nervousness can travel like breeze
shifts across fields
the guard bird circles
as if to embrace safety
we want to be as invisible as wind
as we tread the liminal space
between help, harm and hope
in the union of sun, sky
and the learning of centuries
in perfect form:
four speckled eggs
hiding in plain sight
In 2020 we spent many, many early mornings in two particular fields half a mile from our house, watching the arced flight of curlews, listening to their fluting calls, and looking out for a nest. One of several farmers in our local hamlet had asked us if we'd like to do this - and if a nest was found, between us we could then take steps to protect it. Eurasian Curlews, many of which breed in the UK, are on the edge of extinction. In areas where, 50 years ago, birds would regularly arrive to breed, there's a sad absence of song. In areas where the birds do still come to breed after spending the winter on the coast, including our own small patch of farmed fields, there is a very worrying decline in success. Eggs may be laid, but are predated - by crows, foxes or badgers - or destroyed when grass is cut for livestock fodder. And young chicks, which cannot fly until they're 4 or 5 weeks old, are vulnerable.
For us, spring is always a rollercoaster of emotions. Joy at hearing the birds arrive, and listening to their melodic calls whenever we're outside. Hope that this year, maybe, chicks will fledge. Anxiety as we wait. Sadness when we witness loss. Frustration at the systems we humans have created that stack the odds so cruelly against these beautiful birds. And hope, again, for another year, and for wider change that may help them.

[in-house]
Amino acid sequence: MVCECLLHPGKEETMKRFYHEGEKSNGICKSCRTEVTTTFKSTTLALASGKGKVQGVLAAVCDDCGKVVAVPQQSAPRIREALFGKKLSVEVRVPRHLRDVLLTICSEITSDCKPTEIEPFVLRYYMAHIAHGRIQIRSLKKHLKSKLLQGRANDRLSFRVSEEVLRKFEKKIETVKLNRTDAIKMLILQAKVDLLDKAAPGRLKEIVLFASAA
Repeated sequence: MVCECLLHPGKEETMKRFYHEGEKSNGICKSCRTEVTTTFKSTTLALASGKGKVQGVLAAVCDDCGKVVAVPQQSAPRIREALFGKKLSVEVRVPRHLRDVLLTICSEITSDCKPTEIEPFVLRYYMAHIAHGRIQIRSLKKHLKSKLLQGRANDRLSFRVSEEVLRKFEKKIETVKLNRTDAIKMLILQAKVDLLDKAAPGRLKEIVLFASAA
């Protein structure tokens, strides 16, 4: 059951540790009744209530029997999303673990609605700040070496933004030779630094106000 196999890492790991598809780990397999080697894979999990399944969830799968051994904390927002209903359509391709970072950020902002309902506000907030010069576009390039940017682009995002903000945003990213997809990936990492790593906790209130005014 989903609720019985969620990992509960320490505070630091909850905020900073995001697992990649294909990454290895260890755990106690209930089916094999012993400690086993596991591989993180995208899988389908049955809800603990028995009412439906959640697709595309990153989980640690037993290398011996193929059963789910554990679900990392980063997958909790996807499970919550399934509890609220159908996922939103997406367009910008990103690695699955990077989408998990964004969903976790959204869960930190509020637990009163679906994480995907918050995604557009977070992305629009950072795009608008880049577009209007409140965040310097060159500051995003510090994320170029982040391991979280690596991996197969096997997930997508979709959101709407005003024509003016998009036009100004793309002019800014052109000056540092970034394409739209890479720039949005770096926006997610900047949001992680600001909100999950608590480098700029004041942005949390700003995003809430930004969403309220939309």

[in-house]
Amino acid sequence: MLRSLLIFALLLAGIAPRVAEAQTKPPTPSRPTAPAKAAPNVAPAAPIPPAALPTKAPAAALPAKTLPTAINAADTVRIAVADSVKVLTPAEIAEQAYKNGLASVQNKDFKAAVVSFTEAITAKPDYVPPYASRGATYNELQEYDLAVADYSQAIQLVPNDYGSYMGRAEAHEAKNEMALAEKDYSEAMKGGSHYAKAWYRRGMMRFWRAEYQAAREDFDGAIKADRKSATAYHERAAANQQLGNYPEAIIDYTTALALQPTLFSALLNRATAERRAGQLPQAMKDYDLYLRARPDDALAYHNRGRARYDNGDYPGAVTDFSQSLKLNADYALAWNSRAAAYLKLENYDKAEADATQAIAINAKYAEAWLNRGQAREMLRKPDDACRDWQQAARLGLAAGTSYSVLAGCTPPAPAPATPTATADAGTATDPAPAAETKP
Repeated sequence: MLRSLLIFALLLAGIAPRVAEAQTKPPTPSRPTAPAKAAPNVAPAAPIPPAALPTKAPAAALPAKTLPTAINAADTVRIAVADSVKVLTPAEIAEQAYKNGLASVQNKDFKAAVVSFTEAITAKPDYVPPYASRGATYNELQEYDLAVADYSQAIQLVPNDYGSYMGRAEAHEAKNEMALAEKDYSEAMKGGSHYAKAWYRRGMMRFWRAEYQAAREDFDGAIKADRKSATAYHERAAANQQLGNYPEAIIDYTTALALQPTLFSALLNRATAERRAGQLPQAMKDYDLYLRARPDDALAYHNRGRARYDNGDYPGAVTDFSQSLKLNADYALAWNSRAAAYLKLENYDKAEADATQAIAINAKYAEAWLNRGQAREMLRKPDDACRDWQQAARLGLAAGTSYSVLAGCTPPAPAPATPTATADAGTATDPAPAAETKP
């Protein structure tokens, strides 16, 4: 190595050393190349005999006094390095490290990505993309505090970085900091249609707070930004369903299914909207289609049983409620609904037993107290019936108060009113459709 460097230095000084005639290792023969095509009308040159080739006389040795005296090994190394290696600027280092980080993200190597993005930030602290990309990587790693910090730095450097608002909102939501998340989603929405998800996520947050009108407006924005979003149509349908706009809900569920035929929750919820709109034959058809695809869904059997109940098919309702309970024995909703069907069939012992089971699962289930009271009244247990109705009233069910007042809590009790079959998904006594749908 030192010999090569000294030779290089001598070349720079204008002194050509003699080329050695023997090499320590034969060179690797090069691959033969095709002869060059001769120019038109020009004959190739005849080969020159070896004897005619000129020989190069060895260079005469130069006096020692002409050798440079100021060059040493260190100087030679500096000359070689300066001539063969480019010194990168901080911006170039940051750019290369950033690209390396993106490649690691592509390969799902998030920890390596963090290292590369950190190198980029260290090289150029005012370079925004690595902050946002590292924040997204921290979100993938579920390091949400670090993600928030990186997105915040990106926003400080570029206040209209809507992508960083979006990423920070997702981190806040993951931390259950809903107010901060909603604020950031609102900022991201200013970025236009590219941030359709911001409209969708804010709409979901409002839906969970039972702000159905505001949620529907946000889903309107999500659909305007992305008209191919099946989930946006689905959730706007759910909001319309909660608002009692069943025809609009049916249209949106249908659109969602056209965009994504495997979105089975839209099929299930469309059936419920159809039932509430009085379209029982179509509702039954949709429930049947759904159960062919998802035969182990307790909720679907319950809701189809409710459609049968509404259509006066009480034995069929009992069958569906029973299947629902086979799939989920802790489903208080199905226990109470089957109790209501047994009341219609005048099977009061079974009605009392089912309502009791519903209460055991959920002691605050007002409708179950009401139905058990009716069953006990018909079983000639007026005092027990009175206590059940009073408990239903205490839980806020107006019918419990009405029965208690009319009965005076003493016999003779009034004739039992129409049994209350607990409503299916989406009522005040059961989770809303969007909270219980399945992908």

In 2020 after finding four eggs in a nest and protecting it with electric fencing, our hopes were dashed when the eggs were stolen - most probably by crows. Our hopes lifted when we saw another adult pair striding through long grass with three chicks in tow. Together with a growing community of increasingly nervous neighbours, we watched daily. With some local ornithologists, we tried to find the chicks so they could be ringed - but they eluded us. And we walked the fields before the tractors came in to cut the grass, hoping to flush the birds towards safety.
The day we saw two small birds take their first flight was a day of celebration. It's muted, however, in the wider context. This may have been the only brood to fledge from the eight sets of parent birds in our area. Among our network in south Cumbria in 2020, stories of other birds loosing their eggs kept coming in. Success is rare and the statistics are numbing. On average we have lost 60% throughout England and Scotland since the 1980s. In Wales their numers have fallen by over 80%. In Southern Ireland curlews have decreased by over 90%.
If you want to find out more about curlews and our experience with them, the 2020 blogs are here:
And if you'd like to listen to the story, from nest hunting, to loss, to celebration, with vocal contributions from the curlews themselves ... listen to the 28 Dales Later Podcast here.
2021 - Another year with the curlews
In 2021 we'll do our best to keep up to date with blogs. We're nervous but can't ignore what's happening, quite literally, on our doorstep. In this unfolding story of one species' struggle to survive, we feel the bigger picture with a kind of intensity: a poignant blend of pain at the reality of loss, and hope that there still may be time to make a difference. We are really chuffed to have joined the UK-wide group of Curlew Ambassadors with Curlew Action. 2021 blogs will be coming!